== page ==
The book of Luke is one of the synoptic Gospels which account for the life of Jesus. The ability to refer to the writings of others allows a reader to narrow the range of meaning and establish context of the text. The author of the Gospel was Luke himself, who was recording the life of Jesus for Theophilus. There is not a clear definition as to who Theophilus is, but some suggest that he is a Roman Official and others suggest that Theophilus is used as a generic term as it translates to “friend or beloved of God” and addresses the broader audience of the Gentiles.
According to the Nelson Study Bible (Ed.
Radmacher 1682) the author Luke was noted as being a physician in Colossians 4:14. He also travelled with Paul as a missionary companion as noted in 2 Timothy 4:11 (New American Standard Bible). He was a highly educated Gentile and wrote in scholar Kione’ Greek (Utley 14). Luke wrote this book after conducting extensive research and interviewing eyewitnesses.
Because the timeline is not directly noted, scholars have come to two different conclusions; some argue that Luke references the work of Mark and therefore could not have been written until after 70 AD during a period when the gospel was spreading throughout the Roman Empire.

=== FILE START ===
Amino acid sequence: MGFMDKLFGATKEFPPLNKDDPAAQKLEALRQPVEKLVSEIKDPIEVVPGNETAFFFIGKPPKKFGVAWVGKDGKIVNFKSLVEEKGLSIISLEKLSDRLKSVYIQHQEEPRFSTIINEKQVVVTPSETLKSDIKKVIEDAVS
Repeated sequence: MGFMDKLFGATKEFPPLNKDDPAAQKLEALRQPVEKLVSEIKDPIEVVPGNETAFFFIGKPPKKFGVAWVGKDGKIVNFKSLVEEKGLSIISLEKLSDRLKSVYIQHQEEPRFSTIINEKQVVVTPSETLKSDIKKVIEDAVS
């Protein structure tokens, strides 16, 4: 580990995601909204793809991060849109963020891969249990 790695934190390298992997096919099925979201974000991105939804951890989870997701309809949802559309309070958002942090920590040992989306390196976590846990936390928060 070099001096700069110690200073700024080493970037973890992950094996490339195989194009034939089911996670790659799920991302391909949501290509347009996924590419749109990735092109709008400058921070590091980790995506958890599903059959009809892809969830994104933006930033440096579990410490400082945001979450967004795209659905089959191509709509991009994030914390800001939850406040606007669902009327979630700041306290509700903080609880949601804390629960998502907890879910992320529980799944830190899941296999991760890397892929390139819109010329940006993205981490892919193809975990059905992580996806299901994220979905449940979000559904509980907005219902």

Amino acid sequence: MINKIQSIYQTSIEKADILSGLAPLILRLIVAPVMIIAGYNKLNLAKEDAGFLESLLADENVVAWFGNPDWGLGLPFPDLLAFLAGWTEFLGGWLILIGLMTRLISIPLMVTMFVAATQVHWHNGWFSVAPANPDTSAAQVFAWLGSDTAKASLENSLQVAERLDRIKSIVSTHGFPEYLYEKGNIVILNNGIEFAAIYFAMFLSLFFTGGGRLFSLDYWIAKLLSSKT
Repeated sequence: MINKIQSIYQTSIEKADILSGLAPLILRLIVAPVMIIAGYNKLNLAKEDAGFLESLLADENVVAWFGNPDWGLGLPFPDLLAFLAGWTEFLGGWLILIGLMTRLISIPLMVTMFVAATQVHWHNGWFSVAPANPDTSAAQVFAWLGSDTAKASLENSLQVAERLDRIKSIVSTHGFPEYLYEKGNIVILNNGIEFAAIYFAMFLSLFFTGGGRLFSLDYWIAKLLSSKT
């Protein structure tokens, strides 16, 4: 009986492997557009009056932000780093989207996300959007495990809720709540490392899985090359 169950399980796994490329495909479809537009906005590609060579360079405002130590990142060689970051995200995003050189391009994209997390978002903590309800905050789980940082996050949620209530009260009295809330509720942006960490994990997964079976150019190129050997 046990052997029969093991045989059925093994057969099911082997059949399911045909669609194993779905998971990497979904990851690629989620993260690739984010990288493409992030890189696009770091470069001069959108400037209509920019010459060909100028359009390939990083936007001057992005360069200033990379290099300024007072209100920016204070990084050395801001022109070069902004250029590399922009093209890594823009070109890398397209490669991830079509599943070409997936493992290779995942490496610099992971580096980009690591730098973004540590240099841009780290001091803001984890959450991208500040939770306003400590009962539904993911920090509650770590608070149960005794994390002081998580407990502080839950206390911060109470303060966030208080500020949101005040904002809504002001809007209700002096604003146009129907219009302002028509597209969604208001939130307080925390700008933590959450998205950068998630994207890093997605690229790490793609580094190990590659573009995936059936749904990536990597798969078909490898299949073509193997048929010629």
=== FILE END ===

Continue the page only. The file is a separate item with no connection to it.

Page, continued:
Others argue that Luke was probably written as early as 62 AD in Caesarea by the Sea, Palestine, or Achaia, after the release of the Gospel of Mark (Ed. Radmacher 1682) and during Paul’s imprisonment (Utley 14). The setting of Luke begins with introducing John the Baptist in Judea, who spreads awareness of the pending arrival of Jesus, then introduces and follows Jesus from birth in Bethlehem, through his life in Nazareth and teachings throughout Galilee, Samaria and Judea, and then to his death and resurrection.
At the time of John the Baptist and later Jesus, priesthood in Israel was split into 24 divisions.
King Herod had been appointed by the Roman Empire to reign over Judea, Samaria, Galilee and portions of Perea and Syria. After Herod died, the kingdom was split among his three sons. Phillip ruled the northeast, Herod Antipas ruled in Perea and Galilee, and Archalaus ruled Judea, Samaria and Idumea (Ed. Radmacher 1687). Caesar Augustus was the Roman Emperor and called for a census that required every man to register in his birth city. This led Joseph and Mary to leave their home in Nazareth and travel to Bethlehem.
Throughout the book of Luke, detailed accounts are written that continue to mphasize the common message that Jesus is the Messiah that the Old Testament prophesized and he can save everyone; regardless of who they are or what they have done. This book contains more detailed information than the other Gospels including more parables, teachings and details of Jesus’ miracles. During this time of ministry, Jesus faced increasing resistance from the Jewish leadership. At the same time, the faith of his followers and disciples grew strong. He reached out to the poor, the sick and the weary; those who had been cast away from society.